29 March 2017 4:53 AM GMT
I first met TRA at my college - Campus Law Centre, Delhi University, where he gave his famed lecture on judicial activism and his rendition of the Kesavananda Bharati case.I went up to him after the lecture and introduced myself, after which he asked me, “Gujarati aavdeche?” The conversation ended on a good note.When I next met him while wandering the Supreme Court corridors, he gave me...
I first met TRA at my college - Campus Law Centre, Delhi University, where he gave his famed lecture on judicial activism and his rendition of the Kesavananda Bharati case.
I went up to him after the lecture and introduced myself, after which he asked me, “Gujarati aavdeche?” The conversation ended on a good note.
When I next met him while wandering the Supreme Court corridors, he gave me his trademark “Hello” greeting and asked me how I was doing.
I told him I was in search of an internship and he immediately offered me a place in his chambers, such was his kindness. And thus started my magical journey in the Supreme Court with TR Andhyarujina, one of the most distinguished gentlemen at the Bar and a gem of a person.
TR Andhyarujina was born in Mumbai and married Harvard graduate Silo Andhyarujina. He was a brilliant scholar and entered the Bar as HM Seervai’s junior, going on to working on the famous Kesavananda Bharti case with Seervai sir, on which he later published a book.
In 1993, he became Advocate General of Maharashtra and later Solicitor General of India in 1996.
He was Chairman of the Committee on Banking Laws appointed by the Government of India in 1998.
Later on, he was senior advocate in several high profile cases, including the Krishna water dispute case, Yakub Memon’s death row case and Novartis- Cipla trademark case.
As an intern, I had the privilege of working on such cases and attending conferences, tribunals and what struck me was that he always treated everyone with utmost politeness, especially in his trademark Bombay style of speaking Hindi.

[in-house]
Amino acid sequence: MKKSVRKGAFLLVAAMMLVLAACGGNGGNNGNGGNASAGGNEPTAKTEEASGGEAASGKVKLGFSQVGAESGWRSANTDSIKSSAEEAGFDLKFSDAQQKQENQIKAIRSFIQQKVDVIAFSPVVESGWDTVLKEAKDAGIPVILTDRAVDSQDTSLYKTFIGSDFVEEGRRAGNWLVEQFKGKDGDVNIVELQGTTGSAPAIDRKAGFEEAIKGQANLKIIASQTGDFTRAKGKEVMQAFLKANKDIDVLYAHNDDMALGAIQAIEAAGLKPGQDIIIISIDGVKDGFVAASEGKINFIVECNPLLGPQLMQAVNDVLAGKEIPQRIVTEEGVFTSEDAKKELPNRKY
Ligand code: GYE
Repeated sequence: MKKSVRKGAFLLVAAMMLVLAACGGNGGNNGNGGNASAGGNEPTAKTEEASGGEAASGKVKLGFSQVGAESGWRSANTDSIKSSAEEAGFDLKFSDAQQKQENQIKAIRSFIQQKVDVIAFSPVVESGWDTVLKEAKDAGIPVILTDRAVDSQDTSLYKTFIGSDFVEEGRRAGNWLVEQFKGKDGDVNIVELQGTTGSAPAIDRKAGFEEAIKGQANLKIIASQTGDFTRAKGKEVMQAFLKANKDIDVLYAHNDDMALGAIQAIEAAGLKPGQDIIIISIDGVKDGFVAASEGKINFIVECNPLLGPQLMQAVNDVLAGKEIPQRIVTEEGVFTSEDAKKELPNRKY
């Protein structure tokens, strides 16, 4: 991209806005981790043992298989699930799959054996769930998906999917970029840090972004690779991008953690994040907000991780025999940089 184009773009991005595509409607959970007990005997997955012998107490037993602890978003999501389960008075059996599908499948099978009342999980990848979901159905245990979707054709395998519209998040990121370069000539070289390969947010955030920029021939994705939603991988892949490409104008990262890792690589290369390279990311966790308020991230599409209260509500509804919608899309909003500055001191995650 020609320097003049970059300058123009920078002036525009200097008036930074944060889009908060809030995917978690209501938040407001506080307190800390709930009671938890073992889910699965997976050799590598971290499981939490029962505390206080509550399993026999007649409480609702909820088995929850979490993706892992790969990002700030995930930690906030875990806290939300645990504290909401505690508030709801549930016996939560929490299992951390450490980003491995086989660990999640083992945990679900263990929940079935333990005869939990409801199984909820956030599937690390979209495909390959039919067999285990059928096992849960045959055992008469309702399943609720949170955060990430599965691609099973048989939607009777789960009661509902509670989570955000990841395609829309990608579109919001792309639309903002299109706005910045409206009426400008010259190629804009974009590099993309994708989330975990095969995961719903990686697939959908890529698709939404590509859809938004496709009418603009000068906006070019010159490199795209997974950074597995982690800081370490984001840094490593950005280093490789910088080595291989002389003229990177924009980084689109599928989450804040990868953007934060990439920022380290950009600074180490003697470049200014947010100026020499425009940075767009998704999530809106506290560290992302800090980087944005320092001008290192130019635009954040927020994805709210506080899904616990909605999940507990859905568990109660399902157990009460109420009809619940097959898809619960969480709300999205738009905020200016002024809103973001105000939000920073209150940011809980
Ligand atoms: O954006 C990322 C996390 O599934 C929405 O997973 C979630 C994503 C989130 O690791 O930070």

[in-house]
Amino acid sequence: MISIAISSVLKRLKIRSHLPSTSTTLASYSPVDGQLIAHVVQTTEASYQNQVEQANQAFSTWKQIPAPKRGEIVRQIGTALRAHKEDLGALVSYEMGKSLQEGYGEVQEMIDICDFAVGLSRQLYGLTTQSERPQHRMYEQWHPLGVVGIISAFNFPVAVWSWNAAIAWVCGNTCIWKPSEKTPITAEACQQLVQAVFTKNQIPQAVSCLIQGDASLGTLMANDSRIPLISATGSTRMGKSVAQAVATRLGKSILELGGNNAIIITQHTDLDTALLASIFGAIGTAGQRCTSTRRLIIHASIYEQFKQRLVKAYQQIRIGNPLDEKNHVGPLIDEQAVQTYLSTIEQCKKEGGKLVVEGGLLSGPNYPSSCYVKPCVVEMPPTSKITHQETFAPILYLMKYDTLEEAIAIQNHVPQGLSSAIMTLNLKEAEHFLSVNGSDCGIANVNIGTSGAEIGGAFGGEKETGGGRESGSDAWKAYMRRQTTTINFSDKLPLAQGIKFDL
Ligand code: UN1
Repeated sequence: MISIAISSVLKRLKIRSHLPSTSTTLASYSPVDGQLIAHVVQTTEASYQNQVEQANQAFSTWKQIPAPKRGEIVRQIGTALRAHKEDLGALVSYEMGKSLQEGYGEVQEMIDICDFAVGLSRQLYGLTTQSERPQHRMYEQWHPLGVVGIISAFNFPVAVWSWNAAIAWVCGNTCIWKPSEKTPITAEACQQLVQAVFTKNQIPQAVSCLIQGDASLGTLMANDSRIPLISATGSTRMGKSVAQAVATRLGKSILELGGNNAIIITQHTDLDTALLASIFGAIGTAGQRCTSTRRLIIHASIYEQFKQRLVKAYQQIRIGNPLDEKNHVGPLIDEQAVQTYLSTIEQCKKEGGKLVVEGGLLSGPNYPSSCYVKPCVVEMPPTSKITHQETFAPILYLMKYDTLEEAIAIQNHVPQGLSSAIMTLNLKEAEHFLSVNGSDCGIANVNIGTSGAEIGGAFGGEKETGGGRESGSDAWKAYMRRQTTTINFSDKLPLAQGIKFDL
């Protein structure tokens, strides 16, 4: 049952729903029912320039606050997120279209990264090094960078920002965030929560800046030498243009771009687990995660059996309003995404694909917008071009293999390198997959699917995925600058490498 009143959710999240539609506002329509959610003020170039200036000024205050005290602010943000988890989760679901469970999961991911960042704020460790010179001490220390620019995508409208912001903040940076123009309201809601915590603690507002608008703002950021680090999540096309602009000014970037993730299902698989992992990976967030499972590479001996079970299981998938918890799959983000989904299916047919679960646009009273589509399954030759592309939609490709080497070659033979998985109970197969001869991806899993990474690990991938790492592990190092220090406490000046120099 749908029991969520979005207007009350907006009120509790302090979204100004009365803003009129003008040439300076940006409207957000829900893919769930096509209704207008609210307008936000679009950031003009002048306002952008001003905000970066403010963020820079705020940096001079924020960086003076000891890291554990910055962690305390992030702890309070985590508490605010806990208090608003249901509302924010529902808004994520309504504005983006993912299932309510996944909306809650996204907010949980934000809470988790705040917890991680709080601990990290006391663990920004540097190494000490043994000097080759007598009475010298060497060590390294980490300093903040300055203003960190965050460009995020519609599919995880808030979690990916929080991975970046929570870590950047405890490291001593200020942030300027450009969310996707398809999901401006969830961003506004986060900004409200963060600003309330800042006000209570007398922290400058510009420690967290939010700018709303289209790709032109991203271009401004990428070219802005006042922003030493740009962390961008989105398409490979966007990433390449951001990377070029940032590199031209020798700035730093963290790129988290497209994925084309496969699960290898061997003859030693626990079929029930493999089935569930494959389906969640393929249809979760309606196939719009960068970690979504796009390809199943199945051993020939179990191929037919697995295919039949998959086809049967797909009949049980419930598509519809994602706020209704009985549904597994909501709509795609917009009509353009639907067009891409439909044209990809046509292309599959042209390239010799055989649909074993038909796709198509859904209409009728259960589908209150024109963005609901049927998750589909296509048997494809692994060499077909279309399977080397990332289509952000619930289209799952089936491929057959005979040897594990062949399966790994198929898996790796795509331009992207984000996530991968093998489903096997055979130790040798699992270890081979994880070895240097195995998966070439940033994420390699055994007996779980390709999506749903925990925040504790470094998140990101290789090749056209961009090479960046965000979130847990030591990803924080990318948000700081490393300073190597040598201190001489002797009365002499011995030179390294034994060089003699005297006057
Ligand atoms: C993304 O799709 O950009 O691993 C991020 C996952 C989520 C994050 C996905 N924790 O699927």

On the second day of my internship, he called me to his Supreme Court chambers and asked me my family background. Upon coming to know about me being Justice ST Desai’s great granddaughter, he was delighted and highlighted some of his experiences with Justice Desai.
After that whenever we met some of his colleagues, including Fali Nariman and Madhavi Diwan, he always introduced me and gave my family background, helping me rebuild a lot of my family’s contacts.
This later on helped me get several internships and recommendations, especially with Cyril Shroff, Anand & Anand and Umesh Rana at Gagrat & Co.
TRA always encouraged me to go to lawyers who had full service law firms and hence, helped me get a wide experience in a short time.
In summers, he invited me to work at his son’s chambers in Bombay.
His son, Zal, is a Rhodes Scholar from Oxford and one of the best lawyers in the Bombay High Court.
While I was there, TRA once came to visit the Bombay High Court and I could see firsthand the respect he garnered from the legal community.
Everyone came to pay their respects to him and for hours later, several people came to Zal, too, and conveyed how pleased they were to see his father.
In the Supreme Court, his sound reputation made senior judges seek his opinion and respect his integrity. This seems to have passed on to Zal also.
Our last conversation was about working in corporate law and when he heard of my passion for big law, he unhesitatingly recommended my name to India’s best lawyers and even took the pains of writing my recommendation – suo motu.
I regret not being able to spend more time in his chambers under his pupilage, but as memories flash today: of him showing his library or advising me on books to read or asking my opinion on SLPs, my only wish is that I had a photo with him, my Godfather.
Manushi Desai is a lawyer and great granddaughter of former Chief Justice of Gujarat Justice ST Desai.